Masters of Sex, “Asterion” (2.7)-TV Review



Masters of Sex, Season Two, Episode 7, “Asterion”

August 24, 2014, 10:00 p.m. (EST), Showtime

Season two of Masters of Sex cleaved itself neatly into two halves last week, taking most of its subplots to natural conclusion points and hinting at big changes to come. “Asterion” is a structurally innovative episode, tracking over three years in the partnership of Masters and Johnson, as they start their own clinic, continue the study, and fall out of and back into each others’ orbits. The episode is bold, in certain ways, playing almost like an extended version of the sort of montage a Masters and Johnson biopic would have been littered with, though it doesn’t quite nail the accumulated weight of the passage of time the way that, say, True Detective’s “The Secret Fate of All Life” did earlier this year. It feels, for better and worse, like a standard montage—efficient in the way it moves the pieces around the board, but serving more a plot function than a thematic or emotional one.

In certain ways, “Asterion” was necessary at this point in the story. Over the period between 1958 and 1960 covered in this episode, Bill and Virginia are largely estranged. That sort of distance between the series leads, over that length of time, is realistic given how closed off these two are and how reticent they are to be honest about their feelings, but two seasons of this show in which Bill is a huge asshole to Virginia because she tried to keep living a life outside their hotel room like he did would probably wear thin. Bill Masters is an incredibly difficult, punishing, and often cruel man, something this show doesn’t shy away from, and “Asterion” allows us to see just how awful he can be, and for how long, by tracking the evolution of several people’s relationships with him over an extended period in a way that simply wouldn’t have worked if the show had stayed at its standard pace. Masters of Sex needs Bill and Virginia together, but it also needs us to understand the distance they will keep between themselves in order to punish each other or protect themselves.

In a way, the structure of the episode allows us a window into the darker side of Bill and Virginia’s love story that has always been apparent on the show, but only comes into focus when their relationship is viewed from a distance. The way Virginia negotiates her way back into Bill’s life by admitting she has nothing without him, that he controls everything, and then submitting herself to his orders is difficult to watch. There’s a sense that this isn’t just a long game Virginia is playing to flatter Bill’s vanity, but a real sacrifice she is forced to make in order to keep her professional life in order. The show isn’t coy about what Virginia has to do in order to gain and maintain her central role in the study, but it smartly casts its judgmental eye not on her, but on the man who requires all of her subtle degradations: Bill Masters. Bill is better when he is with Virginia, and Virginia is better off when she is with Bill. But those are very different things, and they do not combine to create a match made in Heaven. They combine into a series of compromises each makes in order to have a life they find livable. “Asterion” isn’t a story about happiness, it is a story about various people crawling their way to comfortable.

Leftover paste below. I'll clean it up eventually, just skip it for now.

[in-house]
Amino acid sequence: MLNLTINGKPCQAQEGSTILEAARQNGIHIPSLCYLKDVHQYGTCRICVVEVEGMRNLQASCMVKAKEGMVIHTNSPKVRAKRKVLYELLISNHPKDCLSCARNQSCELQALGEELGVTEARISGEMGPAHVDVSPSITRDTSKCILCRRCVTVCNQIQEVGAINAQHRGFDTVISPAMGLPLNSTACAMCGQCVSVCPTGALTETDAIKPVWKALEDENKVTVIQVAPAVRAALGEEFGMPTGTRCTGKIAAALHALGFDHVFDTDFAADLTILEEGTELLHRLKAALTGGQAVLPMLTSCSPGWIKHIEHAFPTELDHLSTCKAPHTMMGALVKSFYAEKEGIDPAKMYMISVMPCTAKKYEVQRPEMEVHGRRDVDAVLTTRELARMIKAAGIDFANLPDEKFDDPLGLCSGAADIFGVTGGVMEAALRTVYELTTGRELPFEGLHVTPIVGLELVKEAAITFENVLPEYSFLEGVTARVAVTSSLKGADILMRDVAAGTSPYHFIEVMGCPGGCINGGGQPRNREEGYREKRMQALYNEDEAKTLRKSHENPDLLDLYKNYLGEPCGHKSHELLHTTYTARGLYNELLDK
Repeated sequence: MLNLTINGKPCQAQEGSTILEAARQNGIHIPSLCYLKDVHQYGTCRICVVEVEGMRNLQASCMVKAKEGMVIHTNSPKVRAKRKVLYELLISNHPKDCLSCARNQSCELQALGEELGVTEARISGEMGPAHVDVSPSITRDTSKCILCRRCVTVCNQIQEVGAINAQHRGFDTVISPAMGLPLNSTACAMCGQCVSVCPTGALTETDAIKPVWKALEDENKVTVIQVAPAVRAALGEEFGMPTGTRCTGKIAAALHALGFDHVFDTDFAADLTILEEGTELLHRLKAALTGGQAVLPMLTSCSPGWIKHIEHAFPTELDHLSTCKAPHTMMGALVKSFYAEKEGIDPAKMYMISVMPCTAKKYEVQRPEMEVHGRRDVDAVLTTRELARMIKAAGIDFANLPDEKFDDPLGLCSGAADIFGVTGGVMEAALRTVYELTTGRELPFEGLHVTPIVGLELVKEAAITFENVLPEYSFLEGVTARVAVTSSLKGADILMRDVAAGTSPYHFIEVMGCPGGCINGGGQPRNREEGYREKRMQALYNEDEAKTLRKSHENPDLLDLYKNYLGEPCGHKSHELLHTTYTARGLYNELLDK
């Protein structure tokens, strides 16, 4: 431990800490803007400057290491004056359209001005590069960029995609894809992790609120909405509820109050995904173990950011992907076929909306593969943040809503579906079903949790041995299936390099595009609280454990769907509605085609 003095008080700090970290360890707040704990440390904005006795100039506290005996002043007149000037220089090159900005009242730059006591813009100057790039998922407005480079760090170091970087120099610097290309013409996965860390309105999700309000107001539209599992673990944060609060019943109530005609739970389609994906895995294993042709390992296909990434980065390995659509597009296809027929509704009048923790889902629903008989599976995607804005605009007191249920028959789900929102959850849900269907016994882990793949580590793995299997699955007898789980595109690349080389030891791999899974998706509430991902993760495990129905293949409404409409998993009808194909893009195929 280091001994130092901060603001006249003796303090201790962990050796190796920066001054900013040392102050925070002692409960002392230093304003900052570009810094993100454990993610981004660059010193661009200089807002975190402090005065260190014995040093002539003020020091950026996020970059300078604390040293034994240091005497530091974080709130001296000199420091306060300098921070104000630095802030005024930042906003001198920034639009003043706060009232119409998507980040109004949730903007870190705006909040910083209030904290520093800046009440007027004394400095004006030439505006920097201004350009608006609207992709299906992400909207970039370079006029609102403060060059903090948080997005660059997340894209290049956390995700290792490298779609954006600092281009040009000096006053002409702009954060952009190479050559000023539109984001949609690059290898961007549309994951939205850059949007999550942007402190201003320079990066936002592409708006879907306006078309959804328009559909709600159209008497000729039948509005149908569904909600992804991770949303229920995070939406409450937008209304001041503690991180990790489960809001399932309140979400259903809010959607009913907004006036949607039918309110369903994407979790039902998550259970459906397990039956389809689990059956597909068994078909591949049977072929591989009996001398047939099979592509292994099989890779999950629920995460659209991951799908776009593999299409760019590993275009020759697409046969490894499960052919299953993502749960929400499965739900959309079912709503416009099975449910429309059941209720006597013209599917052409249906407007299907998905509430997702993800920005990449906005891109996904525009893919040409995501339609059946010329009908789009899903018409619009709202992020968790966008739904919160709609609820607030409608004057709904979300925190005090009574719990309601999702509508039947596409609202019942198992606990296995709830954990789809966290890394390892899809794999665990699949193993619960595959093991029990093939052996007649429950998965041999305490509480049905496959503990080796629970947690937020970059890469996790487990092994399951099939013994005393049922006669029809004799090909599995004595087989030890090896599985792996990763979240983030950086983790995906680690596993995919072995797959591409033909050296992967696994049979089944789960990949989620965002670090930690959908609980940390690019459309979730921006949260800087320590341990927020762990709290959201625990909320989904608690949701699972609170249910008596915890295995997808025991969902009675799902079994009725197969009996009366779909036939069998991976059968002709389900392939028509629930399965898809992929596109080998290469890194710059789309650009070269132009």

The episode also watches the Masters’ marriage over the course of this period, as Libby demands and then is granted a second child she hopes will fill the void Bill leaves in her life, and Bill struggles to maintain the veneer of providing for his family even as he has abandoned virtually all other duties expected of a father and husband. This season has not been kind to Libby Masters, but the moment when she tears into Bill about they way he expects the world to cow to his suffering as if no one else is in pain is beautifully done. I doubt this means that the trouble the show is having with Libby is at an end, but this, at least, is a good moment when she feels like a human being the show isn’t actively priming us to root against. She’s just a person again, a woman at sea in her own marriage, looking for an anchor she hopes another child will provide. It’s a moment of humanity that may be too little, too late, but still registers nevertheless.

As the episode ends, at that birthday party for Johnny (whose birthdays, along with Lester’s nascent documentary, help us to keep time as the episode progresses through the years), Libby seems to have come to a sort of understanding with Virginia, inviting her on vacation with the family. Libby Masters has been many things over the course of this season, but one thing she is not is stupid, and this scene let’s us guess that she may know more about the relationship between Bill and Virginia than she lets on.